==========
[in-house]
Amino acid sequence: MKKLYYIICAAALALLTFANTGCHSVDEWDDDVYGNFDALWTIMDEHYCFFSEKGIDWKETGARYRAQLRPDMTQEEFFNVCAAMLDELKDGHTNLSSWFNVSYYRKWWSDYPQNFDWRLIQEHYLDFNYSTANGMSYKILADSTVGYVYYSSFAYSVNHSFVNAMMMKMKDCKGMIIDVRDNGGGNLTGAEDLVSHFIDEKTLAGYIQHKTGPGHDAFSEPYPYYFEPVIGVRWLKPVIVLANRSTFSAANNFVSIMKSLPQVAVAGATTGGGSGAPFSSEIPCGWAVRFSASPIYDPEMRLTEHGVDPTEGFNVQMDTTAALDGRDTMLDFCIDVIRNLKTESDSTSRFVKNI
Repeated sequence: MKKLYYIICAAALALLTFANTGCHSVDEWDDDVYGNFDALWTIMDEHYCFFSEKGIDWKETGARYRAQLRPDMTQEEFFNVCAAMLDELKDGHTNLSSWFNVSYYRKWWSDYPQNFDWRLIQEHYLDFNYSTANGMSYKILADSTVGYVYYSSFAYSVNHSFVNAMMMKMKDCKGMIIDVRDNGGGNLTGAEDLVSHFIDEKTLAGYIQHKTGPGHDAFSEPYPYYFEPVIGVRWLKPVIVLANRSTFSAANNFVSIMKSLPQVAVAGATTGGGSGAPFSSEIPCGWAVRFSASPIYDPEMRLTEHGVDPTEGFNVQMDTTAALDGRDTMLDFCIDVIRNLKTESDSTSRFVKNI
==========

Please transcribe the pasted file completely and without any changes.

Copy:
[in-house]
Amino acid sequence: MKKLYYIICAAALALLTFANTGCHSVDEWDDDVYGNFDALWTIMDEHYCFFSEKGIDWKETGARYRAQLRPDMTQEEFFNVCAAMLDELKDGHTNLSSWFNVSYYRKWWSDYPQNFDWRLIQEHYLDFNYSTANGMSYKILADSTVGYVYYSSFAYSVNHSFVNAMMMKMKDCKGMIIDVRDNGGGNLTGAEDLVSHFIDEKTLAGYIQHKTGPGHDAFSEPYPYYFEPVIGVRWLKPVIVLANRSTFSAANNFVSIMKSLPQVAVAGATTGGGSGAPFSSEIPCGWAVRFSASPIYDPEMRLTEHGVDPTEGFNVQMDTTAALDGRDTMLDFCIDVIRNLKTESDSTSRFVKNI
Repeated sequence: MKKLYYIICAAALALLTFANTGCHSVDEWDDDVYGNFDALWTIMDEHYCFFSEKGIDWKETGARYRAQLRPDMTQEEFFNVCAAMLDELKDGHTNLSSWFNVSYYRKWWSDYPQNFDWRLIQEHYLDFNYSTANGMSYKILADSTVGYVYYSSFAYSVNHSFVNAMMMKMKDCKGMIIDVRDNGGGNLTGAEDLVSHFIDEKTLAGYIQHKTGPGHDAFSEPYPYYFEPVIGVRWLKPVIVLANRSTFSAANNFVSIMKSLPQVAVAGATTGGGSGAPFSSEIPCGWAVRFSASPIYDPEMRLTEHGVDPTEGFNVQMDTTAALDGRDTMLDFCIDVIRNLKTESDSTSRFVKNI